A big improvement
  |  First Published: December 2006

Warm days and the first trickle of warm water have certainly made a big improvement and it really doesn’t matter whether you’re fishing offshore, on the rocks or beaches or in the river, there are fish around and you should bring home a feed.

I’m probably the last person in Australia to start chasing snapper on soft plastics but after a few successful sessions I’m well and truly hooked. Being a super-fussy (spoilt) bugger, I have to say the lack of finesse needed for results is a tad disappointing but the average size of the fish taken makes up for the apparent ease of capture.

My last trip few trips have been good with the most recent producing seven snapper. Certainly that’s not many fish but with four snapper over 3.5kg and the rest around 5kg, it was very enjoyable indeed.

I can fully understand the appeal flicking plastics around for reds. No messy pilchards, berley or anchoring, just early starts, some jig heads and your favourite shads or stickbaits.

Those fishing with bait have also found some nice reds, with reefs from 35m to 45m off Grassy Head and Middle Head the most reliable.

Again, early starts seem to be the go. Pick a likely pinnacle, set the anchor and start a steady berley trail. If there are fish around you should have some action within 20 minutes. Some days it may take longer.

I used to give each spot around 40 minutes to produce a fish – no action in that period and it was time to move. Overall it’s been a pretty good year for snapper with most days producing fish.

Heading south has also been very rewarding with some terrific kingfish action around Fish Rock and Black Rock. Large schools of sauries have moved in and local and some travelling kingfish have been having a field day on them.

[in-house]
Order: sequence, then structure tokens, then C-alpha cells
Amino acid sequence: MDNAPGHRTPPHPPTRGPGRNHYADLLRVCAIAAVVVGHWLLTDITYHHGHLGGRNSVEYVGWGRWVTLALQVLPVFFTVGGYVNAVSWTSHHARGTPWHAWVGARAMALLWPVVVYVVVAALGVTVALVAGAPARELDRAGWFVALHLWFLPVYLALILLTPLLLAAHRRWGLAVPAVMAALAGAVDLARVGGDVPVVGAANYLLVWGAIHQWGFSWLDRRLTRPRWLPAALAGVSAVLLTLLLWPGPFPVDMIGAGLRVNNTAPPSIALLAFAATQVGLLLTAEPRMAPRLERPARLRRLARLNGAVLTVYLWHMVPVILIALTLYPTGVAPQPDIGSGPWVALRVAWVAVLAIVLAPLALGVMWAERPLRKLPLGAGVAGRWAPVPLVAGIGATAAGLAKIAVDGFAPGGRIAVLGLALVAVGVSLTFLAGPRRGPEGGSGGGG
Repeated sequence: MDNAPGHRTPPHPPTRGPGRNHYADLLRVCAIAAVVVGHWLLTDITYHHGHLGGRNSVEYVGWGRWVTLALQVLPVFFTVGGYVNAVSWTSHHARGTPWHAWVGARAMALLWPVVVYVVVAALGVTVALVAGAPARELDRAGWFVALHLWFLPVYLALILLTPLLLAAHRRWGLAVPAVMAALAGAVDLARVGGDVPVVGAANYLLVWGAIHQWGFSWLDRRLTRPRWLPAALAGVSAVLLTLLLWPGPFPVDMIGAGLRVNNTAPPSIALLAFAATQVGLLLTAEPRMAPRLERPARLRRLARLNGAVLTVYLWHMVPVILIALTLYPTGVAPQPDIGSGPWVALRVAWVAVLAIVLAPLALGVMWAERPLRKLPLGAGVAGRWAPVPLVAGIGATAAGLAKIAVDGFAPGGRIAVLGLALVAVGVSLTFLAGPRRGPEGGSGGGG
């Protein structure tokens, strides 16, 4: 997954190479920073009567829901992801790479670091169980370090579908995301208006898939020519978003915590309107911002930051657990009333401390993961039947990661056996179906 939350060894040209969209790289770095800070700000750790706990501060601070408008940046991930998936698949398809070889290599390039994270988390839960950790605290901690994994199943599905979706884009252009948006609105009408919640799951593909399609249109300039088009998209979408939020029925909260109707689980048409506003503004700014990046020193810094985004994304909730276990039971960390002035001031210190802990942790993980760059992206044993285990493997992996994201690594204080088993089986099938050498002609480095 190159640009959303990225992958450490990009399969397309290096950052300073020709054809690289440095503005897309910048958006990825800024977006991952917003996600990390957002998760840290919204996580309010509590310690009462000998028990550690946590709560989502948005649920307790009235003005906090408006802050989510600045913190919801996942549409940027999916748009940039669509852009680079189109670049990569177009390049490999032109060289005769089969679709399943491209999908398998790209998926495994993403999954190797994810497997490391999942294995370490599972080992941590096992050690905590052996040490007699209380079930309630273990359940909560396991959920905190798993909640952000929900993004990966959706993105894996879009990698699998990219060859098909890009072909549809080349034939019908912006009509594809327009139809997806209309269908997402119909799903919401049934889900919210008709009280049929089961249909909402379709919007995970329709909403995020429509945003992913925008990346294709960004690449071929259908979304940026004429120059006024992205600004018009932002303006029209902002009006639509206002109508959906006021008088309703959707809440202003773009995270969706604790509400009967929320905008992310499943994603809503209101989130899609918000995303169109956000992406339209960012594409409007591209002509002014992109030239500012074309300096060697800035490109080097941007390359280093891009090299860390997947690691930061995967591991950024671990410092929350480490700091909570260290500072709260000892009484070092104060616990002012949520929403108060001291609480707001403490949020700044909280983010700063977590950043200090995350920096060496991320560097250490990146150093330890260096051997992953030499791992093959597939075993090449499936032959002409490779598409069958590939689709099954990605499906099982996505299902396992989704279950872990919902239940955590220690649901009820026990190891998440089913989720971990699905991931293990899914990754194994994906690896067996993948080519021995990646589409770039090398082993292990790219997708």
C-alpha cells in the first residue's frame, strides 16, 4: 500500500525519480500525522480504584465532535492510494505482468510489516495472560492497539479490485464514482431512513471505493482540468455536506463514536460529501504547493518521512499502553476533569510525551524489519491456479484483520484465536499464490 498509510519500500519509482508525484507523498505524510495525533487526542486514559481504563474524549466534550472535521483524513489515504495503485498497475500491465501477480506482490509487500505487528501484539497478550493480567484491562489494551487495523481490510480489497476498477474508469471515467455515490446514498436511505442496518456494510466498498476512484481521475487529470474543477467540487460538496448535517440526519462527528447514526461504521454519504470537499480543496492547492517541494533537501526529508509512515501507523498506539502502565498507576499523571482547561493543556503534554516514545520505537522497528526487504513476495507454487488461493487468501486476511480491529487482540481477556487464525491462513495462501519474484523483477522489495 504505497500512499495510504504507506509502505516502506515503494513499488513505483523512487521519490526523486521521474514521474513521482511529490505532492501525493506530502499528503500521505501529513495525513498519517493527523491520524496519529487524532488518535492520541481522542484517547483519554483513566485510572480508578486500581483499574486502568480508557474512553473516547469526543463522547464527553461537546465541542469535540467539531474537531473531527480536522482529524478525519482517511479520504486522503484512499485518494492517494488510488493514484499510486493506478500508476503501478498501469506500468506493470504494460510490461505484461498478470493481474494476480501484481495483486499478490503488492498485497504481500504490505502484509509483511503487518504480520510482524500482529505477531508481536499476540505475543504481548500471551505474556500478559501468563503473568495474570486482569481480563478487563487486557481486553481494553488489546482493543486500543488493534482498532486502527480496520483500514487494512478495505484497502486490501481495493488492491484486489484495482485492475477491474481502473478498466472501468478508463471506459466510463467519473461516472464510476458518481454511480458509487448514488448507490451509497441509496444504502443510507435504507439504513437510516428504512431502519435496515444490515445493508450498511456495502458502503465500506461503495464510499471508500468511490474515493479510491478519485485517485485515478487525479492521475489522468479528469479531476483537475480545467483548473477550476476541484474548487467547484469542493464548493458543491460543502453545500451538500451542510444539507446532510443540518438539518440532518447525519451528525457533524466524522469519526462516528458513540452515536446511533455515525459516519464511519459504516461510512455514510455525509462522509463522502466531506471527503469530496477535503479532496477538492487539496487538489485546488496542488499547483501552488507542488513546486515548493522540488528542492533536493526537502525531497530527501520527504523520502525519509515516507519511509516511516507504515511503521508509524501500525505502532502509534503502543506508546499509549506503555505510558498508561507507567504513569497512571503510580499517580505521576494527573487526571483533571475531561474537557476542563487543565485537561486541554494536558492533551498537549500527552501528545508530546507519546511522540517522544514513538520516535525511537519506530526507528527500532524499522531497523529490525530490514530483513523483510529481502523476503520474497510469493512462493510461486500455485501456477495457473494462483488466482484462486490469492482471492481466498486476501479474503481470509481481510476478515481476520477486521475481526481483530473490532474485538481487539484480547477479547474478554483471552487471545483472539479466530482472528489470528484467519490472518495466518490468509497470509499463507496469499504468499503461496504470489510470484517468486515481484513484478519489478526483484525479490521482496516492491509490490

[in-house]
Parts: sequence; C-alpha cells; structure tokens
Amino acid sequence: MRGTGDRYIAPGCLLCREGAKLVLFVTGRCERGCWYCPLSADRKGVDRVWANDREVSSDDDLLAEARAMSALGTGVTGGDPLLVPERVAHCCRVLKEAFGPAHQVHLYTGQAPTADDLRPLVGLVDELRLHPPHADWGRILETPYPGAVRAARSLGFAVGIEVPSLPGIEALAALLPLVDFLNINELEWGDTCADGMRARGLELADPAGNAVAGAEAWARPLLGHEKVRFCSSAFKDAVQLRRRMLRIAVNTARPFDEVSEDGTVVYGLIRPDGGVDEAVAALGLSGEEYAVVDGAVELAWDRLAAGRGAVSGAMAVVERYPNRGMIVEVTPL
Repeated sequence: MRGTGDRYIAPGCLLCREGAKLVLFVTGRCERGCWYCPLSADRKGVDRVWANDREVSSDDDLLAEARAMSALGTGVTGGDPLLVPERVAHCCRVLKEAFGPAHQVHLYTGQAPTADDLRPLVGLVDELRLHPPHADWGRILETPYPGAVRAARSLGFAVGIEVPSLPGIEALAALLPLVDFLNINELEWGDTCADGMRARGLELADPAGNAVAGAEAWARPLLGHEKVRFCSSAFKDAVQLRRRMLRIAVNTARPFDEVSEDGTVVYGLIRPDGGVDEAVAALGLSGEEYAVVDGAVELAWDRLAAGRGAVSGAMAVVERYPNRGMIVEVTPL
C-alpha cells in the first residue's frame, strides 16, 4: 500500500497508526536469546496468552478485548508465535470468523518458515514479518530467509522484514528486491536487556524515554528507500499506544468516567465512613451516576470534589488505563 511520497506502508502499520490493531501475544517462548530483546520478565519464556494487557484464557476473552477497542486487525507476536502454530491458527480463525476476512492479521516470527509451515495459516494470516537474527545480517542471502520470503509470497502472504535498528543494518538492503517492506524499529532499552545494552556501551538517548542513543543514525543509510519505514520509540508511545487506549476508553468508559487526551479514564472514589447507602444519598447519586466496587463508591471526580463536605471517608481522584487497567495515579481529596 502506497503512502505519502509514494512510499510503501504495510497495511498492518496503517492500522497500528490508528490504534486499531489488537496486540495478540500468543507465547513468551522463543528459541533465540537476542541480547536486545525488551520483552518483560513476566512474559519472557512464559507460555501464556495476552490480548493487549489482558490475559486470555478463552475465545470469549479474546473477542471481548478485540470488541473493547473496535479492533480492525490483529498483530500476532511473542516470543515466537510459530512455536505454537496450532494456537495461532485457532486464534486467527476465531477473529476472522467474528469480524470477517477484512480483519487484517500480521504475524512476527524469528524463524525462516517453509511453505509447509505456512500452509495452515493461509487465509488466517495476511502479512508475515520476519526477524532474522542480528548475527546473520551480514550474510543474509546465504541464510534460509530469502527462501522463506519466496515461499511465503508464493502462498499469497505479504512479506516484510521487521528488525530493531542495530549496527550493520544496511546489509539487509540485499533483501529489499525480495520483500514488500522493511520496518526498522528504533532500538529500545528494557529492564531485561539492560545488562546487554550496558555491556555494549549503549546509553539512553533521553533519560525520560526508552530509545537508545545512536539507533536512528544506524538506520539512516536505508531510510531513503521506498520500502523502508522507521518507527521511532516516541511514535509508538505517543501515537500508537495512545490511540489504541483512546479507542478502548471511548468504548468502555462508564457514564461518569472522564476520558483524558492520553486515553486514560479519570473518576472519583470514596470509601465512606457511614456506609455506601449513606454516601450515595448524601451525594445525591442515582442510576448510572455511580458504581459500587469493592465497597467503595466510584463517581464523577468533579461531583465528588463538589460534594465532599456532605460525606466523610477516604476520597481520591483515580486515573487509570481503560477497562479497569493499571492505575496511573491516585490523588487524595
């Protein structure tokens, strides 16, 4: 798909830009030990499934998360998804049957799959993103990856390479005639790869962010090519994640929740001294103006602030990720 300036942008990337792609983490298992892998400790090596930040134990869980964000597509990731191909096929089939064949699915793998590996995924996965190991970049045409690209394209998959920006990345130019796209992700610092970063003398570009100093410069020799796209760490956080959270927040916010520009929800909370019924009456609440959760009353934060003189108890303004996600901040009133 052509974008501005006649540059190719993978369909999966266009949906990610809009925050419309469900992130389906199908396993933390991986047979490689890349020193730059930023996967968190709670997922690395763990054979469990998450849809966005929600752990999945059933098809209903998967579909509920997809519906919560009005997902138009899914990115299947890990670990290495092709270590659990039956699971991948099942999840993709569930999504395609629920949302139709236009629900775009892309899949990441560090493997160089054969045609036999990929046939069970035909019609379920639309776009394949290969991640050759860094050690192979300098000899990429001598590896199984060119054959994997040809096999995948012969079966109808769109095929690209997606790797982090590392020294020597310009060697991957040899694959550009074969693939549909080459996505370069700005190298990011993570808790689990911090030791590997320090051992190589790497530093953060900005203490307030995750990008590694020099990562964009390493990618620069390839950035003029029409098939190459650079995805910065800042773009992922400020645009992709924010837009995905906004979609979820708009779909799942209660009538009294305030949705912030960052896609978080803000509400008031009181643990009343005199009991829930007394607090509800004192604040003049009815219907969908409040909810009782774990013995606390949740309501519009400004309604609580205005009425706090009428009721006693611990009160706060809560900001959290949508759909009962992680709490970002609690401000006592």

Most of the kings have been 5kg to 7kg but there are certainly some bigger ones around. I’ve had some brutal fights with kings up to 20kg lately with some wins but plenty of losses. Surface lures wound fast across the surface seem to be the go although we did have some success with sizable bloopers chugged steadily back to the boat. Whatever you try, just mix up the retrieve and see what happens.

Those fishing livebaits and fresh quid have also fared quite well. Since you’re not allowed to anchor and baitfish around these location anymore, most anglers have been drifting or slow trolling.

The current has been running very hard lately, making slow trolling livies pretty demanding. It’s probably best to drift past, pull the baits in and motor back up-current and start again.

There also have been some nice snapper down deep at both locations and some 4kg to 6kg yellowfin tuna at Fish Rock. All in all, it’s well worth heading south for a little action.


Rock fishos are still enjoying some tailor action around dawn and dusk and there have been some good jewfish caught once the sun goes down. Tailor heads seem to be doing the damage – cast out as soon the tailor stop biting.

In the mighty Macleay things have picked up also. Some big lizards got the show started with fish up to 6Kg falling to baits and lures. The run-in tide has been the go with the flathead enjoying the marginally warmer tidal push.

Jewfish have also became active, taking lures and livebaits in the lower reaches. Those fishing after dark are also getting some quality fish. Most of the jewfish have been 7kg to 10kg with a few 12kg to 16kg fish poking around. There’s always a chance of finding bigger fish, it’s all about putting in time on the water.

Those heading into the freshwater reaches have been rewarded with good numbers of quality bass. We normally don’t get too many small bass around here with most fish 30cm and up and this season has been pretty good for the bigger fish. I haven’t heard of too many monsters caught but there seems to be a steady trickle of 40cm-plus fish caught.

It’s been a good month for fishing around South West Rocks and with some even warmer water due to arrive shortly, it’s a pretty fair to say things will only get better.

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